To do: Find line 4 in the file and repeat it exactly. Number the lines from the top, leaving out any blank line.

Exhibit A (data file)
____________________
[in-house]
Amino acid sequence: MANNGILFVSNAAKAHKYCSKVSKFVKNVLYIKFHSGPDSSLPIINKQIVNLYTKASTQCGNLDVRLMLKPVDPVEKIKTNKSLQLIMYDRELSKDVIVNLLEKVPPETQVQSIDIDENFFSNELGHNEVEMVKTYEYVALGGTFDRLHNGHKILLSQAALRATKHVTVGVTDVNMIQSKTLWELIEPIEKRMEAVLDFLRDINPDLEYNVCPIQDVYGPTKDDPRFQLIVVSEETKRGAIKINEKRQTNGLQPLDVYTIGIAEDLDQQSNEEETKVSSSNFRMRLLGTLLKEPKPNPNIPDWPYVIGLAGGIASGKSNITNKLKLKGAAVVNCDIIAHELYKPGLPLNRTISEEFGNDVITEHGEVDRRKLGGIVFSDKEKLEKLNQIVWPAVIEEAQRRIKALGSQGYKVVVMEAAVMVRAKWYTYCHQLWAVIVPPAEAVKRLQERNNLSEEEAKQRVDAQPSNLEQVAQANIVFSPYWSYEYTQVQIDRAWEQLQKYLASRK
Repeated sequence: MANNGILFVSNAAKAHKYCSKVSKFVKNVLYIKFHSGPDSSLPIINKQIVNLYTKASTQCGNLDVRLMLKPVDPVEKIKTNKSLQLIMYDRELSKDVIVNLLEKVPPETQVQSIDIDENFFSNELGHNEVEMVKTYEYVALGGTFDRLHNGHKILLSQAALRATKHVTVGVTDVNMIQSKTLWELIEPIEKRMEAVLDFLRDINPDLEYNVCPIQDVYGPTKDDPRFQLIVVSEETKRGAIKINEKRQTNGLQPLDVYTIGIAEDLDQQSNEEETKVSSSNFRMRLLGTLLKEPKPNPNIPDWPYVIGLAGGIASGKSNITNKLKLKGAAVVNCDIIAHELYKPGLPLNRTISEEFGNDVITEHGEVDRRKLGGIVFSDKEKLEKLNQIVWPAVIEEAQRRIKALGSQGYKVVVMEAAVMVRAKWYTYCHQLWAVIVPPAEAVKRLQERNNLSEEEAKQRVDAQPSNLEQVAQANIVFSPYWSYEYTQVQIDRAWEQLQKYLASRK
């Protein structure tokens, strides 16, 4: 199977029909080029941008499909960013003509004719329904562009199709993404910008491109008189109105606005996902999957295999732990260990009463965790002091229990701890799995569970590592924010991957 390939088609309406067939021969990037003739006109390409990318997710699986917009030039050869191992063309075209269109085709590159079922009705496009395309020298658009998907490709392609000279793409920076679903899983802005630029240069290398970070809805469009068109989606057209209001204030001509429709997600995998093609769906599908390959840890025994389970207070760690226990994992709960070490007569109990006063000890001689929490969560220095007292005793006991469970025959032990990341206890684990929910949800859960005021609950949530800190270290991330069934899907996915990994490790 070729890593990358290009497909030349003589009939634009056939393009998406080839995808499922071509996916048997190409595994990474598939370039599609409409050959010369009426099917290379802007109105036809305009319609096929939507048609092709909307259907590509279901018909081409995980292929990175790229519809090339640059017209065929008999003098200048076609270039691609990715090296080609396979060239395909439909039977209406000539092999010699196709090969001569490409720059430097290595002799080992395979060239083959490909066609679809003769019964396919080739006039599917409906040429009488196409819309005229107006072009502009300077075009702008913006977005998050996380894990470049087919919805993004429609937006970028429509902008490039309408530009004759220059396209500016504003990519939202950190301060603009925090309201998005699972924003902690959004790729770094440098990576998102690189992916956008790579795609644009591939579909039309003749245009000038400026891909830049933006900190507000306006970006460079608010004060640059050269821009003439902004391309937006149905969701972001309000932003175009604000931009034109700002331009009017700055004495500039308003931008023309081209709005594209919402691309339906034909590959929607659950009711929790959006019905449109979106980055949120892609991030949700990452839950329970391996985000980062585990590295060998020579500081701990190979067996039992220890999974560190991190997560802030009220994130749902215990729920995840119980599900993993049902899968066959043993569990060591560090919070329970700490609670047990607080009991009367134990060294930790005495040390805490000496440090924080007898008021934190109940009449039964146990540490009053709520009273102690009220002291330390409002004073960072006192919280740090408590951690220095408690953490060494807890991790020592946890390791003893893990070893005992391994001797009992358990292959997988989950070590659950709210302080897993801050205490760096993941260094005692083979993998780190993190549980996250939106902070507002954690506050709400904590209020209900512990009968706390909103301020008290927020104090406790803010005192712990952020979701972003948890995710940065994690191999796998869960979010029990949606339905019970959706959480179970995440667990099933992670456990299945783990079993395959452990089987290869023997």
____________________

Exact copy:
């Protein structure tokens, strides 16, 4: 199977029909080029941008499909960013003509004719329904562009199709993404910008491109008189109105606005996902999957295999732990260990009463965790002091229990701890799995569970590592924010991957 390939088609309406067939021969990037003739006109390409990318997710699986917009030039050869191992063309075209269109085709590159079922009705496009395309020298658009998907490709392609000279793409920076679903899983802005630029240069290398970070809805469009068109989606057209209001204030001509429709997600995998093609769906599908390959840890025994389970207070760690226990994992709960070490007569109990006063000890001689929490969560220095007292005793006991469970025959032990990341206890684990929910949800859960005021609950949530800190270290991330069934899907996915990994490790 070729890593990358290009497909030349003589009939634009056939393009998406080839995808499922071509996916048997190409595994990474598939370039599609409409050959010369009426099917290379802007109105036809305009319609096929939507048609092709909307259907590509279901018909081409995980292929990175790229519809090339640059017209065929008999003098200048076609270039691609990715090296080609396979060239395909439909039977209406000539092999010699196709090969001569490409720059430097290595002799080992395979060239083959490909066609679809003769019964396919080739006039599917409906040429009488196409819309005229107006072009502009300077075009702008913006977005998050996380894990470049087919919805993004429609937006970028429509902008490039309408530009004759220059396209500016504003990519939202950190301060603009925090309201998005699972924003902690959004790729770094440098990576998102690189992916956008790579795609644009591939579909039309003749245009000038400026891909830049933006900190507000306006970006460079608010004060640059050269821009003439902004391309937006149905969701972001309000932003175009604000931009034109700002331009009017700055004495500039308003931008023309081209709005594209919402691309339906034909590959929607659950009711929790959006019905449109979106980055949120892609991030949700990452839950329970391996985000980062585990590295060998020579500081701990190979067996039992220890999974560190991190997560802030009220994130749902215990729920995840119980599900993993049902899968066959043993569990060591560090919070329970700490609670047990607080009991009367134990060294930790005495040390805490000496440090924080007898008021934190109940009449039964146990540490009053709520009273102690009220002291330390409002004073960072006192919280740090408590951690220095408690953490060494807890991790020592946890390791003893893990070893005992391994001797009992358990292959997988989950070590659950709210302080897993801050205490760096993941260094005692083979993998780190993190549980996250939106902070507002954690506050709400904590209020209900512990009968706390909103301020008290927020104090406790803010005192712990952020979701972003948890995710940065994690191999796998869960979010029990949606339905019970959706959480179970995440667990099933992670456990299945783990079993395959452990089987290869023997």